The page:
ğŸŽ¤Interview with Charles Degelman Author Rocked in Time #AuthorInterview

Charles Degelman is an award-winning author, performer, and producer living in Los Angeles. After graduating Harvard, Degelman left academia to become an antiwar activist, political theater artist, musician, communard, carpenter, hard-rock miner, and itinerant gypsy trucker. When the dust settled, he returned to his first love, writing.

A Bowl Full of Nails, set in the rural counterculture of the 1970s, collected a Bronze Medal from the 2015 Independent Publishers Book Awards and Gates of Eden, set during the anti-war movement of the 1960s, won an Independent Publishers book award.

Degelman’s screenplay Fifty-Second Street garnered an award from the Diane Thomas Competition, sponsored by UCLA/Dreamworks. A second screenplay, The Red Car, reached finalist status in Francis Ford Coppola’s American Zoetrope Screenplay Contest.

In addition, Degelman has written and produced documentary and educational films for TNT, Churchill Films, Pyramid Films, and Philips Interactive Media. He co-founded Indecent Exposure, a Los Angeles-based theater company dedicated to creating original, high-quality, socially relevant work for the stage. Degelman is on the faculty of California State University where he teaches writing in the Communication Studies Department.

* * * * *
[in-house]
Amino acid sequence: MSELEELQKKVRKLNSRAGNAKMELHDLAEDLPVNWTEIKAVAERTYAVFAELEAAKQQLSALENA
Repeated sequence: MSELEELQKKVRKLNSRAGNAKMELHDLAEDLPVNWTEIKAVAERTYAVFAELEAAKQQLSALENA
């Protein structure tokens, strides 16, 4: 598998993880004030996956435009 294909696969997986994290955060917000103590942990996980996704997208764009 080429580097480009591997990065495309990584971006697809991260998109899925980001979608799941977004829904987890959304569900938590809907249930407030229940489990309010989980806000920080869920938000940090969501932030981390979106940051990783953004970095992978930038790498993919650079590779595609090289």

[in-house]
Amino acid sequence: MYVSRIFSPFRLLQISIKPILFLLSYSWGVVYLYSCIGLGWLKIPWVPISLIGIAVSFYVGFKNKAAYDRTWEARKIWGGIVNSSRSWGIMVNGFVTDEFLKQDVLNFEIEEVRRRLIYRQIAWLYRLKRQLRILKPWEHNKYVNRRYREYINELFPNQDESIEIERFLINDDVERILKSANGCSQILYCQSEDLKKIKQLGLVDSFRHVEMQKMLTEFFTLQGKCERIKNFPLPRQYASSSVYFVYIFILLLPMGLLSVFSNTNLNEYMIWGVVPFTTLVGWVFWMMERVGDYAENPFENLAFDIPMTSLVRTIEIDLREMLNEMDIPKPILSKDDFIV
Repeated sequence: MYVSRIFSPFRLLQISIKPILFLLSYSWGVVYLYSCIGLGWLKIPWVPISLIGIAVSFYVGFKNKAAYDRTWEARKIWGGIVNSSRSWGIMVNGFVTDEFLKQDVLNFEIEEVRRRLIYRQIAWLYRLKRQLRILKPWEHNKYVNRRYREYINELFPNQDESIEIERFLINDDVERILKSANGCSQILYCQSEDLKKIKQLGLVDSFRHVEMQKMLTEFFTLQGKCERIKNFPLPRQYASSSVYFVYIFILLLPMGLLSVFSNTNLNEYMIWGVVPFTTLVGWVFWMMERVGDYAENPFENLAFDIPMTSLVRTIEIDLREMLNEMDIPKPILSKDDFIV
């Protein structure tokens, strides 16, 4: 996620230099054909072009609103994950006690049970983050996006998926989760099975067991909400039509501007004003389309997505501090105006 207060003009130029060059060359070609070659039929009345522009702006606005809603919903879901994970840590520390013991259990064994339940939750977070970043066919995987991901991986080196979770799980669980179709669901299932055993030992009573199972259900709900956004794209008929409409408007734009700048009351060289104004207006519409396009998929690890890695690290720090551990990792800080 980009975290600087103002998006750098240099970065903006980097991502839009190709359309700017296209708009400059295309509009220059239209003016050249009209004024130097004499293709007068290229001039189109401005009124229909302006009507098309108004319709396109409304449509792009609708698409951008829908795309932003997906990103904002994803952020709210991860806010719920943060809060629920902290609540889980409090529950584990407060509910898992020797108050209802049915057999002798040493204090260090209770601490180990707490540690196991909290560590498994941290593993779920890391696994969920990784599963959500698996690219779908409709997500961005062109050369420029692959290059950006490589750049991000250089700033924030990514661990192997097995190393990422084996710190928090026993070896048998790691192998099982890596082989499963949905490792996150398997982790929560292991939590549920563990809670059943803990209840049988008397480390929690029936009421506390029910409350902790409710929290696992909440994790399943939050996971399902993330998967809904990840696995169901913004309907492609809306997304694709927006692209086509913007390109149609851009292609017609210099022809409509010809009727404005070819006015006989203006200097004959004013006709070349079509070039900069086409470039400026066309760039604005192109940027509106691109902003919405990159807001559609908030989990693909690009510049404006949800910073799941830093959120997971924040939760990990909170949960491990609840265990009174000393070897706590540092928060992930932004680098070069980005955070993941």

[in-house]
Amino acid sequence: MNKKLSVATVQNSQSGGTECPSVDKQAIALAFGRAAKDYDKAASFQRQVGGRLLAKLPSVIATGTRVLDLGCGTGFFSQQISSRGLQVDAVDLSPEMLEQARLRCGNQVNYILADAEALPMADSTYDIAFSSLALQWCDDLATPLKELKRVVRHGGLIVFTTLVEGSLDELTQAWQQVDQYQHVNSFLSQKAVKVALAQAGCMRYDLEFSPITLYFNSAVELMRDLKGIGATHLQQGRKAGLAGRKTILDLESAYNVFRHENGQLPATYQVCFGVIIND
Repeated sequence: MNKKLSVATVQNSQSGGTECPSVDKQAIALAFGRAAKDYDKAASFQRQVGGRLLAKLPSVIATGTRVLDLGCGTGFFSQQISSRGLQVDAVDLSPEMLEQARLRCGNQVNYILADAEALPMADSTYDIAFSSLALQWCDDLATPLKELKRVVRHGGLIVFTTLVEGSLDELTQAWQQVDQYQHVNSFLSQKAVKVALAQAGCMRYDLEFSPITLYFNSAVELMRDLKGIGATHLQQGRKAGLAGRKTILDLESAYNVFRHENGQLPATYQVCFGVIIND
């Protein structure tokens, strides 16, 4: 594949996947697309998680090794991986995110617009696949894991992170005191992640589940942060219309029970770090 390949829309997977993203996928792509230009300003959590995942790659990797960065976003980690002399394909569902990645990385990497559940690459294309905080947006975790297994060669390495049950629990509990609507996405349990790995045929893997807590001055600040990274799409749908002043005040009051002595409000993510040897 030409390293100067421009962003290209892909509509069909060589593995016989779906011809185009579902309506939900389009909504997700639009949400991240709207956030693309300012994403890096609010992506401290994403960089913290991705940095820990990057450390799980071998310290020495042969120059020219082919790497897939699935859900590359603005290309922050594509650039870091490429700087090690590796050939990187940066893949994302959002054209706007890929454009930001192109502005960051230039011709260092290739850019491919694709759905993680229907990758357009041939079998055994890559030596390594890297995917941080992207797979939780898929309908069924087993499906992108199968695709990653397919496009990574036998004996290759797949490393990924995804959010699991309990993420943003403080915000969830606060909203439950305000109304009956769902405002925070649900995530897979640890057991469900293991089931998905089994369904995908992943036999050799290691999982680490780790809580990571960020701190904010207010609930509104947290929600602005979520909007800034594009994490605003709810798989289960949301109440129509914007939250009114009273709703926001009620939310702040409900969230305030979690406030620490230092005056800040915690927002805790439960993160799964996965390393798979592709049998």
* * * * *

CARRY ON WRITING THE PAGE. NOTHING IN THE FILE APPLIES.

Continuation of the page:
His latest book is the historical fiction, Rocked in Time.

Website: https://www.charlesdegelman.org/

Twitter: https://twitter.com/CDegelman

Instagram: https://www.instagram.com/charlesdegelman/



Thanks for your interview, Charles. Can you tell us what your book, Rocked in Time, is about? 

 Rocked in Time is a work of historical fiction set in the last, intense years of the 1960s. Although it’s a novel, Rocked often reads like a memoir. I wanted to capture what it was like to  be involved in a radical, left-wing political theater during the intense years of the


Vietnam War, the civil rights movement, and the first awakenings of second-wave feminism. If you don’t know what second-wave feminism is, I suggest looking it up.

The story is told from the point of view of a young actor and musician who is also a political activist. He loved acting but didn’t relate much to the classic plays that he performed in college. He also was painfully aware of the injustices of the Vietnam War, not only on the Vietnamese, but on the differences between rich and poor, and black, white, and brown that determined who went to Vietnam to kill or be killed. 

On a trip to San Francisco, the young actor discovers a theater company that has raised hell and high water, gathered the best theater minds and academics, and slapped them together with the most anarchic, street-heavy, low life to produce high-quality, funny, sexy theater that also speaks to real issues, like racism and the war in Vietnam.